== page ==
BACKGROUND: Person-centered care is widely recognized as a gold standard and is based on a supportive psychosocial climate for both residents and staff in nursing homes. Residents and staff may have different perspectives as to whether the climate in which they interact is person-centered, perhaps due to their different expectations of the nursing home environment and the provision of care services. The aim of this study was to explore and compare resident and staff perspectives of person-centered climate in aged care nursing homes. METHODS: This is a descriptive cross-sectional study using a cluster random sampling method. The study collected data in 2016 from residents (n = 251) and nursing staff (n = 249) in 23 nursing homes using a Person-centered Climate Questionnaire-Patient version and Person-centered Climate-Staff version. T-tests for independent-samples were used to compare scores ranked by nursing staff and residents. RESULTS: The mean scores of 'A climate of safety' subscale and 'A climate of everydayness' subscale rated by residents were significantly lower than those rated by nursing staff. The mean scores of 'A climate of hospitality' rated by residents were very low among the three subscales, an indicator of the need to improve a more home-like environment for residents. Residents in larger size nursing homes showed a higher score of person-centered climate compared with their counterparts in small size nursing homes. CONCLUSIONS: This study reveals that the perspectives and perceptions of person-centered climate differ between residents and nursing staff. Therefore, both resident and staff perspectives should be taken into account in attempting to improve person-centered climate for better care outcomes.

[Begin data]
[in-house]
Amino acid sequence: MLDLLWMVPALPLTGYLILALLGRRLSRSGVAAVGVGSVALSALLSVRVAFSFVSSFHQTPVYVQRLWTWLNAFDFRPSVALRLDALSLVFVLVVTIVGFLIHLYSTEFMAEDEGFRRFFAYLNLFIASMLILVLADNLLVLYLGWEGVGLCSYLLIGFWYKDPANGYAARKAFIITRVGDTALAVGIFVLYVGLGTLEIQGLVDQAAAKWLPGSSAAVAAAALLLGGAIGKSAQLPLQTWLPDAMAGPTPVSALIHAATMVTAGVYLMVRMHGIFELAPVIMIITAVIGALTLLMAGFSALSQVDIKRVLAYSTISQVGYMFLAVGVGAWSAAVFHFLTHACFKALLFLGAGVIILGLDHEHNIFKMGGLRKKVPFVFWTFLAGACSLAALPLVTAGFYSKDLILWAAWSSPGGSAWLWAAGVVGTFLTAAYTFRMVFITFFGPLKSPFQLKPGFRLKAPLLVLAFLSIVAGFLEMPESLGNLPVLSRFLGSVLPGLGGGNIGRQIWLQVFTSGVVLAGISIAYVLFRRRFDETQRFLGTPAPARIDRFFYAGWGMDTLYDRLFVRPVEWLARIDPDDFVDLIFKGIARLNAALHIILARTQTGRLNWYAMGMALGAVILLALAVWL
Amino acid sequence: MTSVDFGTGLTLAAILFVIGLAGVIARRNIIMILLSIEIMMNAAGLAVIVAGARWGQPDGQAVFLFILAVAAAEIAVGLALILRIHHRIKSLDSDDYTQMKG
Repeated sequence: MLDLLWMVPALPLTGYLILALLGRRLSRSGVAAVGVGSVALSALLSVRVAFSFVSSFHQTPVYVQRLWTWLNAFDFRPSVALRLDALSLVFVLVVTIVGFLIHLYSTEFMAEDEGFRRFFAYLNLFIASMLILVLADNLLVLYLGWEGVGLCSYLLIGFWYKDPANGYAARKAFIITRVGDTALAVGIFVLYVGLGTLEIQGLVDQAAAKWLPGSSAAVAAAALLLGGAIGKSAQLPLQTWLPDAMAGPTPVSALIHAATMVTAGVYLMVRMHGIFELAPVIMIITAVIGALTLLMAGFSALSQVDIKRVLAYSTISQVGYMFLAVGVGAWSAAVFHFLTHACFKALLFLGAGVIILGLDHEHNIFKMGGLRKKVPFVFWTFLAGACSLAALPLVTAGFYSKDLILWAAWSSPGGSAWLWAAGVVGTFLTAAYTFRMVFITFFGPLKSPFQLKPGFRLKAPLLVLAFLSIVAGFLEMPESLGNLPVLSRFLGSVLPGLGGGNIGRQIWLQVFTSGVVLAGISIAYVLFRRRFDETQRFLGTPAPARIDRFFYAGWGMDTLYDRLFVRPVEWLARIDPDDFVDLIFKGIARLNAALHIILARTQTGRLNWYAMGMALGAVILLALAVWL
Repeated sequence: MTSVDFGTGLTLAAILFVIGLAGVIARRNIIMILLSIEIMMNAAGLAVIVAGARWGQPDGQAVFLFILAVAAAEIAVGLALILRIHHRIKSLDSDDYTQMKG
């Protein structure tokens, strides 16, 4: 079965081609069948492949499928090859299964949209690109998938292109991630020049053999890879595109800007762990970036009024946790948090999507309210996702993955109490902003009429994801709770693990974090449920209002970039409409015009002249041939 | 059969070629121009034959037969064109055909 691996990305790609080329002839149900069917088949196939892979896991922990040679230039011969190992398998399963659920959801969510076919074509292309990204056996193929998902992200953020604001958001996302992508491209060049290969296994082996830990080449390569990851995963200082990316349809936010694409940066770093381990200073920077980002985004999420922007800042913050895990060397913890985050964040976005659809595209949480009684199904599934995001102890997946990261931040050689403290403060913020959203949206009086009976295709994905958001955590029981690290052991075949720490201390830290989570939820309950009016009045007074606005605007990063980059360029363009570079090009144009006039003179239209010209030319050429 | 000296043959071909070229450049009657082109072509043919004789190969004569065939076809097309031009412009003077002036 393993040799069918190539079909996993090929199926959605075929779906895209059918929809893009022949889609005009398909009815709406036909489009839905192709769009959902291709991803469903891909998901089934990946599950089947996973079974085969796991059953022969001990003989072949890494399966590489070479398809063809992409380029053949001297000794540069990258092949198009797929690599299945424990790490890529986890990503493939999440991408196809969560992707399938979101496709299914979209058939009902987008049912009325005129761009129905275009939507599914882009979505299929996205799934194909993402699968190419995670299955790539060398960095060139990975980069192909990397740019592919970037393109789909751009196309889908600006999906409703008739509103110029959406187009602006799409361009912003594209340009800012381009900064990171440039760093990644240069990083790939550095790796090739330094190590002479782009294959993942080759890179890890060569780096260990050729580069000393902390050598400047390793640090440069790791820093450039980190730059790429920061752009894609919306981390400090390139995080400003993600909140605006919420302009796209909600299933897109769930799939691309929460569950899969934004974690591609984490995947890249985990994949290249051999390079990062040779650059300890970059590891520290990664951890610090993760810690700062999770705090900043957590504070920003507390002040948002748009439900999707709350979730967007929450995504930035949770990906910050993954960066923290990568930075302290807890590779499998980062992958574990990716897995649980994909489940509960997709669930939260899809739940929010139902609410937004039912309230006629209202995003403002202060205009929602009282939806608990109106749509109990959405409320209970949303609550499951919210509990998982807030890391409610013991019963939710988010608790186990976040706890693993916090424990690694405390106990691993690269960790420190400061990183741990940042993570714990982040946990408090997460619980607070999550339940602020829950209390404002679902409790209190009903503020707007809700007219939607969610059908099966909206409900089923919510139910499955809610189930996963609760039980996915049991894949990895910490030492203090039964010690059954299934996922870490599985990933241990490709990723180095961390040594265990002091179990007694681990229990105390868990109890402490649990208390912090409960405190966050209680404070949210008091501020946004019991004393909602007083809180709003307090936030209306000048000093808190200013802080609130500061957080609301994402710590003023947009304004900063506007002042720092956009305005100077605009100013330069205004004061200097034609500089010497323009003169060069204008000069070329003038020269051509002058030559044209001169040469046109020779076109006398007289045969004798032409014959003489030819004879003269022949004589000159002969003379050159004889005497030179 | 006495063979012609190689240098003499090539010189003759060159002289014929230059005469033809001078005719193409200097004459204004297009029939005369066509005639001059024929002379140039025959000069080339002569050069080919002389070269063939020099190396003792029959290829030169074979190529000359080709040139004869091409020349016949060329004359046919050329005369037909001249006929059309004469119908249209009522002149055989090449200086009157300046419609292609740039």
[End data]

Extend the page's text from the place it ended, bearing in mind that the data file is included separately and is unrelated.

|Number of pages||10|
|Publication status||Published - 29 Oct 2019|
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- Aged care
- Nursing homes
- Nursing staff
- Older people
- Person-centered care